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Giant cell arteritis (GCA) is a medium-to-large vessel vasculitis that usually presents with headache, loss of vision, jaw claudication, and scalp tenderness. We report a case of biopsy-consistent GCA presenting as an infectious bacterial keratitis. To our knowledge, this is the first such case reported in the English-language ophthalmic literature.
A 76-year-old white woman presented with progressive loss of vision and acute onset of several weeks’ duration of pain and redness in her left eye (OS) with associated headache and neck pain (Fig. 1A). On examination, the best-corrected visual acuity was 20/400 in the right eye (OD) and no light perception in the left eye (OS). She had a left relative afferent pupillary defect. Motility examination was full in both eyes (OU). The left eye had conjunctival injection and a purulent corneal ulcer with discharge that was mixed with blood. The left pupil was fixed and dilated with neovascularization of the iris (rubeosis iridis) (NVI) and an intraocular pressure of 50 mm Hg. The right eye had a dense cataract, intraocular pressure of 20 mm Hg OD, and an unremarkable posterior pole examination. No scalp tenderness or temporal artery nodularity was found.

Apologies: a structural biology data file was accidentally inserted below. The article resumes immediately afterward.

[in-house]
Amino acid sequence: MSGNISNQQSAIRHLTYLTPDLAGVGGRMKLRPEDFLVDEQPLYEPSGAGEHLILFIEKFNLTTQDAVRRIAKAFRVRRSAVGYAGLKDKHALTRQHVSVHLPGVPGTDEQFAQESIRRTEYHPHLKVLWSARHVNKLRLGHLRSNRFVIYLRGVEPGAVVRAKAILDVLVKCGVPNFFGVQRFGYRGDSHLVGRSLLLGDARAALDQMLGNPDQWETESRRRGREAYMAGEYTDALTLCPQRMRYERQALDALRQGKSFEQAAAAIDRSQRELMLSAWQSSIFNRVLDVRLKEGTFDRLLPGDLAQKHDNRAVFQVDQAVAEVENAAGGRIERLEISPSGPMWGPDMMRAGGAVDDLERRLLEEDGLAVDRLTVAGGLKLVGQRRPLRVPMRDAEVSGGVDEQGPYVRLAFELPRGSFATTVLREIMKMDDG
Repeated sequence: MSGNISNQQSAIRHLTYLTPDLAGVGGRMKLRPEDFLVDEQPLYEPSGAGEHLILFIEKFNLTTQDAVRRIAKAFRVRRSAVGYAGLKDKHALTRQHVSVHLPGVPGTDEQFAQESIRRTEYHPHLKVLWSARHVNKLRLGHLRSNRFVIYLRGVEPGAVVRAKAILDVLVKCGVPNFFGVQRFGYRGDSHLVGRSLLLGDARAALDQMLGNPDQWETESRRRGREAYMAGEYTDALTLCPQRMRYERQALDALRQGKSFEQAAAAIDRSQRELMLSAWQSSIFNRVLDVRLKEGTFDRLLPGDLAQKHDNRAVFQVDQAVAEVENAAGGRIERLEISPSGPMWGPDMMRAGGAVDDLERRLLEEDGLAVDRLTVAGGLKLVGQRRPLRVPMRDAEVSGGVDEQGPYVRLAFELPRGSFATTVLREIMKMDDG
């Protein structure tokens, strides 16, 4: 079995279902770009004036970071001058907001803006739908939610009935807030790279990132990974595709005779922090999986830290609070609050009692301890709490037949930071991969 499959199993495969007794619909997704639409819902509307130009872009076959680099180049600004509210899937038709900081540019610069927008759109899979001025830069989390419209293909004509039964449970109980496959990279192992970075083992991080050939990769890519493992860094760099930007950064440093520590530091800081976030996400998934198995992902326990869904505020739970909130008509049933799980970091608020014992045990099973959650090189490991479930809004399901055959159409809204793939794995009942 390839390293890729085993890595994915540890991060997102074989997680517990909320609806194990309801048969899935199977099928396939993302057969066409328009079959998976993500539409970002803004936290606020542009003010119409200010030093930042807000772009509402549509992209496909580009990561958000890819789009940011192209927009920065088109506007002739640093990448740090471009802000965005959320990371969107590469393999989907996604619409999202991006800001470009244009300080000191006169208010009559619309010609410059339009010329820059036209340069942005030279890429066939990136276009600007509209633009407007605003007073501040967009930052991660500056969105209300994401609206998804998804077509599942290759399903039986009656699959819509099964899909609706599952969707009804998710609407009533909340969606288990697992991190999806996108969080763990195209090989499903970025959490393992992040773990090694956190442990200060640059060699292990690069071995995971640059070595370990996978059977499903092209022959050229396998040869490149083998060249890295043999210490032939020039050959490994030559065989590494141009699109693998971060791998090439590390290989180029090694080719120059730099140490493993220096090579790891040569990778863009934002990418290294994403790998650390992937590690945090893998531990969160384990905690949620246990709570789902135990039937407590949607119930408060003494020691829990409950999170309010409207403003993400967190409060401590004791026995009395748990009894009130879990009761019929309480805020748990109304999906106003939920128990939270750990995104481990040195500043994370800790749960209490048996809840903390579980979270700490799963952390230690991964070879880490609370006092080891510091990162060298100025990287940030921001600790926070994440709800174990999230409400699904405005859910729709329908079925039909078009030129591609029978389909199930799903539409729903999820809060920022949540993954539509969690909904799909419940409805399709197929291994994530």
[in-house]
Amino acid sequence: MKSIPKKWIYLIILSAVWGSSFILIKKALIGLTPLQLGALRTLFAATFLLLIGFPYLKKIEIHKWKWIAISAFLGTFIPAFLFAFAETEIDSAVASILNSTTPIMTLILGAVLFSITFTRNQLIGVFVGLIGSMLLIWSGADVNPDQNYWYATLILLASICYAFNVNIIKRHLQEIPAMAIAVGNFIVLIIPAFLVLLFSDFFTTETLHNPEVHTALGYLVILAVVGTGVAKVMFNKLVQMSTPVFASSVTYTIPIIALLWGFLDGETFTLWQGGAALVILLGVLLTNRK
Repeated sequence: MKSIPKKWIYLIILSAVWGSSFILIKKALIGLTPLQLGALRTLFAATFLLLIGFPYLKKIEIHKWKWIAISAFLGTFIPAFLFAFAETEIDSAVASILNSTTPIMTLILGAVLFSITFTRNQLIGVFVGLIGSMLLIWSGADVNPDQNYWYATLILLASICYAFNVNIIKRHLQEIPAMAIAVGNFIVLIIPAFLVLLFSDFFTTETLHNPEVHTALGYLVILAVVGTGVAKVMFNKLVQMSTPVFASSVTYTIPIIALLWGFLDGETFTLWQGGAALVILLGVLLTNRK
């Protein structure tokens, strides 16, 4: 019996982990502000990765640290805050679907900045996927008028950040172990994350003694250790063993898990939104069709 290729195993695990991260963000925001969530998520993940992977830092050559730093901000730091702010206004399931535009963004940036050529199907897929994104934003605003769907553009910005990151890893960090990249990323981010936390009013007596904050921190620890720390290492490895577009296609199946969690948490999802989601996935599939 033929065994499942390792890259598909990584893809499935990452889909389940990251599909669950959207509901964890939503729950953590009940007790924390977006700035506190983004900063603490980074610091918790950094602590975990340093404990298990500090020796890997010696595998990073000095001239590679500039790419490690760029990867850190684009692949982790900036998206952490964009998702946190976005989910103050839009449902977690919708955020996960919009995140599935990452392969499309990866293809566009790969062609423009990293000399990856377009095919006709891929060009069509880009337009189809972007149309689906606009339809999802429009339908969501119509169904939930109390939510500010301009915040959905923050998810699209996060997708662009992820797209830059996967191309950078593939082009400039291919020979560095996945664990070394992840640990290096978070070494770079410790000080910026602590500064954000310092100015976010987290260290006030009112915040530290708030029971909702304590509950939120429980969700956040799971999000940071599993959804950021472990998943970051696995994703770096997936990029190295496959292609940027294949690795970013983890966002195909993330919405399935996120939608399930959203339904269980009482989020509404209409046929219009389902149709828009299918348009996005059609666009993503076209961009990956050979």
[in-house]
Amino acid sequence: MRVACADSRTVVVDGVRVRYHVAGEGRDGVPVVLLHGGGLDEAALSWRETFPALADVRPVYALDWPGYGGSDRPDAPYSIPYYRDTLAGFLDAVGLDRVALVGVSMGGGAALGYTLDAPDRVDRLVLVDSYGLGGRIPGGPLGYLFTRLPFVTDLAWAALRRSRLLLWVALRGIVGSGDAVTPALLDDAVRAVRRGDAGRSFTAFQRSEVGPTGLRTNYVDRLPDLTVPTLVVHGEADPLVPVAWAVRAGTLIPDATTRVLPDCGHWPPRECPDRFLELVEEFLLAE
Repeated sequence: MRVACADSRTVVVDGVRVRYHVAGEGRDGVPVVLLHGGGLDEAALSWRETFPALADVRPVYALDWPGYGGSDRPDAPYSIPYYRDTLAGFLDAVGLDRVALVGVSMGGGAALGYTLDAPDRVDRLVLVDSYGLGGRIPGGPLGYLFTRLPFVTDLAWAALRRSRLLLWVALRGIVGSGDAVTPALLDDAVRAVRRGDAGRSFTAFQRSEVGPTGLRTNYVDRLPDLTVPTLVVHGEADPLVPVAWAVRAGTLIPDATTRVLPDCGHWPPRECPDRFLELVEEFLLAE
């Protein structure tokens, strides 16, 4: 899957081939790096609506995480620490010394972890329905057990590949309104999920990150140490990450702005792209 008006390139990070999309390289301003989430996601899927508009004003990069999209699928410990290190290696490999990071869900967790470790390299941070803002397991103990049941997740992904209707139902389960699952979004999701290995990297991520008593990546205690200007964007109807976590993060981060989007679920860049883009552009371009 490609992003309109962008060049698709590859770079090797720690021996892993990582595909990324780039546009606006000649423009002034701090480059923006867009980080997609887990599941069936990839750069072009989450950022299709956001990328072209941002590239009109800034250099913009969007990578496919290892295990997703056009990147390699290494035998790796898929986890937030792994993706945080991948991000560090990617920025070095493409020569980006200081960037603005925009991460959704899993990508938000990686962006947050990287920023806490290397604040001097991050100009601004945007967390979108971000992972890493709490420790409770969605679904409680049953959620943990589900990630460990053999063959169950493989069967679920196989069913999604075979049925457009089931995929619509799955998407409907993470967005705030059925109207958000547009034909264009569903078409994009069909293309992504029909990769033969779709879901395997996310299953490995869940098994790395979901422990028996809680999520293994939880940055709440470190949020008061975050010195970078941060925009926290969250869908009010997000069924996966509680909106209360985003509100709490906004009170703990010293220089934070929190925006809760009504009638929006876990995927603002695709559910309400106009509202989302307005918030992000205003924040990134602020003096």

A corneal scraping OS for gram stain and cultures was performed, and the patient was started on fortified broad-spectrum topical and systemic antibiotic therapy. A diagnosis of neovascular glaucoma and possible ocular ischemic syndrome was made. B-scan ocular ultrasonography showed no endophthalmitis or vitreous opacity OS. Erythrocyte sedimentation rate and C-reactive protein were elevated at 55 mm/hour and 0.64 mg/dL, respectively. A computed tomography scan of the head and orbits was unremarkable. Three days after admission, the corneal cultures grew Streptococcus pneumoniae and coagulase-negative Staphylococcus. Magnetic resonance imaging (MRI) of the brain and orbits showed abnormal T2 signal intensity of the left optic nerve (Fig. 1B). Magnetic resonance angiography of the head was unremarkable. A temporal artery biopsy showed no active giant cells but had segmental absence of the internal elastic lamina, focal calcification, and CD68-positive histiocytes at the level of the muscularis and elastic lamina junction consistent with features seen in healing/treated temporal arteritis (Fig. 2), and the patient was started on corticosteroids. She later underwent evisceration with ocular implant OS because of severe pain and no light perception vision. Histopathology showed a partially infarcted and necrotic iris with neovascularization and chronic atrophic changes of the optic nerve with Schnabel's cavernous degeneration. Ulcerative acute bacterial (gram-positive cocci) keratitis was also confirmed (Fig. 3). Three months later, the patient underwent successful cataract extraction and intraocular lens placement OD with best-corrected visual acuity of 20/70 −2, intraocular pressure of 12, cup-to-disc ratio of 0.4, 2+ arteriovenous nicking, and epiretinal membrane +1 OD. Of note, no disc edema or pallor was present.